Title of Oral/Poster Presentation

Exploring the Diversity-Productivity Relationship

Presenter Information

Leslie ForeroFollow

Class

Article

Department

Wildland Resources

Faculty Mentor

Andrew Kulmatiski

Presentation Type

Poster Presentation

Abstract

Polycultures tend to be more productive than monocultures. For example, experimental plots with 16-species communities are capable of producing twice as much biomass as monocultures. Our research seeks to explore this phenomenon by examining plant-soil feedbacks as a factor in the diversity-productivity relationship. Our goals with this research are to: 1. Measure plant-soil feedbacks on several sites which have a history of diversity-productivity studies. 2. Use our plant-soil feedback measurements in conjunction with diversity-productivity measurements to model plant productivity and to test plant-soil feedback effects. 3. Use next-generation genetic techniques to describe the soil microbes and fungi associated with each plant species.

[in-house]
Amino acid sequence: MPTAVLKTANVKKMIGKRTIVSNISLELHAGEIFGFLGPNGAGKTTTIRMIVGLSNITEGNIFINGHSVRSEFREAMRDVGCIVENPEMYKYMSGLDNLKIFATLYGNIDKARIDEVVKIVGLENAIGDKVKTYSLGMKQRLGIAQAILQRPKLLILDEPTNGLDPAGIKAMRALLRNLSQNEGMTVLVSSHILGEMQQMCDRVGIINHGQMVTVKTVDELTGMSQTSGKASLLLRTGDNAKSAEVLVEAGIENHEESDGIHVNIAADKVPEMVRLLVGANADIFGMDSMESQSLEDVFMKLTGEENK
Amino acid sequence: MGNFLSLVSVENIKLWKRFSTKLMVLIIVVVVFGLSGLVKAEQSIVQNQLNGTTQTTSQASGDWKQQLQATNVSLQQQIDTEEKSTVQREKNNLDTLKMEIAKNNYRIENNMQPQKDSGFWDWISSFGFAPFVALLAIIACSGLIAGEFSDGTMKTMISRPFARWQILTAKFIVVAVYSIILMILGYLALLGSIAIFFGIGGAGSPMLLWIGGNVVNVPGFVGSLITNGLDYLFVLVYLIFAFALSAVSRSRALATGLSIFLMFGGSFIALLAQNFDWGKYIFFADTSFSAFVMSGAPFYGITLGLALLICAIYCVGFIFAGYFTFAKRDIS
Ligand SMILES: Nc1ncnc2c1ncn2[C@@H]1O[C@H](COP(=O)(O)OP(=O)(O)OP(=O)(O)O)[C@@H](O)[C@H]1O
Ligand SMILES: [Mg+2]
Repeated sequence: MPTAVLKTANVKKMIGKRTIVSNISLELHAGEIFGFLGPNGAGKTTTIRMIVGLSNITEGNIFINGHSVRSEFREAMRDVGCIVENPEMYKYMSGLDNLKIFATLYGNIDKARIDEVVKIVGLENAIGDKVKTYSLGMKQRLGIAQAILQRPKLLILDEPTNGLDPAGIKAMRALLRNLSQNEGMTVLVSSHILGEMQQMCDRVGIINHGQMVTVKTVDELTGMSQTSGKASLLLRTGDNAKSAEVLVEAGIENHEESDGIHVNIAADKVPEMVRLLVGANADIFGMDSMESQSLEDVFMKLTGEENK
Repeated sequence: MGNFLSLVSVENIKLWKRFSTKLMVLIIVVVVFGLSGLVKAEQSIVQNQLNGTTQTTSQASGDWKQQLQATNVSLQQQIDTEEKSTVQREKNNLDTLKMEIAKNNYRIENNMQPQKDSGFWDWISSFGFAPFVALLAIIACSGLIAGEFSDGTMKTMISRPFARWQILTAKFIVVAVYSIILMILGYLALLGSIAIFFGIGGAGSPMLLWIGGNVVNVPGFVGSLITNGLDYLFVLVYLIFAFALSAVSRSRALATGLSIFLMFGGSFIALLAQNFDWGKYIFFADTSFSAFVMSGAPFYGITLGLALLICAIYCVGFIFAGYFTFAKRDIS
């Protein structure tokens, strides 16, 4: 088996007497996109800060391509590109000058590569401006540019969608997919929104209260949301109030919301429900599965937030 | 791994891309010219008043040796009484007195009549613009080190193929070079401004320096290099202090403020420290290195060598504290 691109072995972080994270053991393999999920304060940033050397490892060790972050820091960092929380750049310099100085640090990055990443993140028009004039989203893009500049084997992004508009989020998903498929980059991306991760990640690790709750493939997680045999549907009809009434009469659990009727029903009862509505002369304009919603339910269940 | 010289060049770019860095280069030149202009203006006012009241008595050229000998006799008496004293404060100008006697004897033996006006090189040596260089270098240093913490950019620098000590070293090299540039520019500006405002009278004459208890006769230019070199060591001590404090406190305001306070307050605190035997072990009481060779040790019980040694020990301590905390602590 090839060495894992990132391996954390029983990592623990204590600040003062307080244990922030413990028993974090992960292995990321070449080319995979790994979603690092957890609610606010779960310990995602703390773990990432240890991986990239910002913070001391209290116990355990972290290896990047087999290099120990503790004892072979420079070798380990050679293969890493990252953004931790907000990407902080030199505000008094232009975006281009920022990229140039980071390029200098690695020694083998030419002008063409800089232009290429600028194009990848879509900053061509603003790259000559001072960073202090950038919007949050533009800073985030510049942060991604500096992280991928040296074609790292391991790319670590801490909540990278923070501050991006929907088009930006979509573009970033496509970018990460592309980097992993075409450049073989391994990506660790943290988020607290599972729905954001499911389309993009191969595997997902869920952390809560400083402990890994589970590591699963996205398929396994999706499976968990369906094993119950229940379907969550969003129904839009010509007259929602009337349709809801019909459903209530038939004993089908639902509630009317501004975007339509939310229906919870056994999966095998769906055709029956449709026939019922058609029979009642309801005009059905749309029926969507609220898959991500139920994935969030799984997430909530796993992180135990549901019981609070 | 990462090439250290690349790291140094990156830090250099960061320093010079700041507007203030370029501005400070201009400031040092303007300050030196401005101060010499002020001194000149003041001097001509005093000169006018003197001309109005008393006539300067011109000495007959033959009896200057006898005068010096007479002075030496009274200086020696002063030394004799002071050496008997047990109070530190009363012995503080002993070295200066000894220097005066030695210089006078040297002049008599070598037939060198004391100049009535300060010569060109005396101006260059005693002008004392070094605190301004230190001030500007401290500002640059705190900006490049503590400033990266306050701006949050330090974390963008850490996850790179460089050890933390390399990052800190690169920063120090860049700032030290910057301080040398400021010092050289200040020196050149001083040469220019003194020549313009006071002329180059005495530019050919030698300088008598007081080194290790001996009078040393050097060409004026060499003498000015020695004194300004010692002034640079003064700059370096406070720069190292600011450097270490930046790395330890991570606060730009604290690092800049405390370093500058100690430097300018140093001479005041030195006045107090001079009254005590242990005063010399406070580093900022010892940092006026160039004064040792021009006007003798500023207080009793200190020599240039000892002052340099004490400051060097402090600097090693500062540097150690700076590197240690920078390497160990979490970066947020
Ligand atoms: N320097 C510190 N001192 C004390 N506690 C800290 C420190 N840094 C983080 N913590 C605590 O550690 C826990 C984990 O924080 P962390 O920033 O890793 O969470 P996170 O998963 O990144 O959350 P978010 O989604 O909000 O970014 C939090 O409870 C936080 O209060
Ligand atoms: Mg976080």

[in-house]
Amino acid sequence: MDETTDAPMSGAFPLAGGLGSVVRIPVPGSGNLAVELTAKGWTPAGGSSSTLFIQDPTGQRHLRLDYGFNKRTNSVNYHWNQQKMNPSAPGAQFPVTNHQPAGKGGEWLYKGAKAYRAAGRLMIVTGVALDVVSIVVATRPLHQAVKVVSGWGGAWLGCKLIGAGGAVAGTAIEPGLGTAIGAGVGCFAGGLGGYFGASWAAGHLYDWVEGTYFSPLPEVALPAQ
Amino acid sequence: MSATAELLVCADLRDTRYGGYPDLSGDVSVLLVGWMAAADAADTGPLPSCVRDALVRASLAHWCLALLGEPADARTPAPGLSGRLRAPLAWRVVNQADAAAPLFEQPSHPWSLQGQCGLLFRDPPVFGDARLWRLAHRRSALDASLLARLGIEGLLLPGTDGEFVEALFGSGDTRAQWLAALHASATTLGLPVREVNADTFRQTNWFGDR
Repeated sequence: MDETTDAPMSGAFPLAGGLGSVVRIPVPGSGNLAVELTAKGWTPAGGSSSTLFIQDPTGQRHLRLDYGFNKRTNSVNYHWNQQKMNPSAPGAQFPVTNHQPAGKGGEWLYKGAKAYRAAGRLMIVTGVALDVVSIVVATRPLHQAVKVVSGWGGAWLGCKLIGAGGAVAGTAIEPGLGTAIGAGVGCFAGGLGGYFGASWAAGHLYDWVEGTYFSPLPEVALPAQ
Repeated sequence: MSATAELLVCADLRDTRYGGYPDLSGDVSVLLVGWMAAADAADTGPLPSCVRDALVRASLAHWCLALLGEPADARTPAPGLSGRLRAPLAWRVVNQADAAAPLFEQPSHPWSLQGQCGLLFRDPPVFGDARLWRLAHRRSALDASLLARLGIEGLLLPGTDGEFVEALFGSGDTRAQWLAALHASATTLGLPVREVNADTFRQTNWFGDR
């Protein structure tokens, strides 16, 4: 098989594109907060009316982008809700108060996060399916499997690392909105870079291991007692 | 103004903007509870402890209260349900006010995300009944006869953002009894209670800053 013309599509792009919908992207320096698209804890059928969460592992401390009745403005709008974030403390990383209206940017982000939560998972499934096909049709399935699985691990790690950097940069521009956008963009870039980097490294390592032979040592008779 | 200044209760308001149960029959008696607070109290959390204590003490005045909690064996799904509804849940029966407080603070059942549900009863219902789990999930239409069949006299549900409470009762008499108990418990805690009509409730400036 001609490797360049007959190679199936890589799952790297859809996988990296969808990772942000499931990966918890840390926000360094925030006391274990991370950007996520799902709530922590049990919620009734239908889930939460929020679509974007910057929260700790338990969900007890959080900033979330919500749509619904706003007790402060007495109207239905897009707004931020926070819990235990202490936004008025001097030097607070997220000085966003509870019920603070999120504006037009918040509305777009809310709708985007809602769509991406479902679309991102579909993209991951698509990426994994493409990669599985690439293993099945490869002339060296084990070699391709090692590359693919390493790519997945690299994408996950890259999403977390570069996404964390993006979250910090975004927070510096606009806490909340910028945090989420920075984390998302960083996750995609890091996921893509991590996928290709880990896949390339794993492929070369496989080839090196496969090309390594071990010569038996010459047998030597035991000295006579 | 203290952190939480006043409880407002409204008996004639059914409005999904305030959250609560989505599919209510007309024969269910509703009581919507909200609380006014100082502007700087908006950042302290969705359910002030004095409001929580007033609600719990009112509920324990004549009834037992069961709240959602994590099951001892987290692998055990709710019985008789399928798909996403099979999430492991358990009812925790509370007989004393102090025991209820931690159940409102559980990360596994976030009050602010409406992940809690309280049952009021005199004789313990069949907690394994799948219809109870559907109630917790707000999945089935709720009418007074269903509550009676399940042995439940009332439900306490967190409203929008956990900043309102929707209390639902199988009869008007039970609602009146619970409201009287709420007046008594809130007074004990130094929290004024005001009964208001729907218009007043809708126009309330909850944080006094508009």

Start Date

4-9-2015 3:00 PM

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Apr 9th, 3:00 PM

Exploring the Diversity-Productivity Relationship

Polycultures tend to be more productive than monocultures. For example, experimental plots with 16-species communities are capable of producing twice as much biomass as monocultures. Our research seeks to explore this phenomenon by examining plant-soil feedbacks as a factor in the diversity-productivity relationship. Our goals with this research are to: 1. Measure plant-soil feedbacks on several sites which have a history of diversity-productivity studies. 2. Use our plant-soil feedback measurements in conjunction with diversity-productivity measurements to model plant productivity and to test plant-soil feedback effects. 3. Use next-generation genetic techniques to describe the soil microbes and fungi associated with each plant species.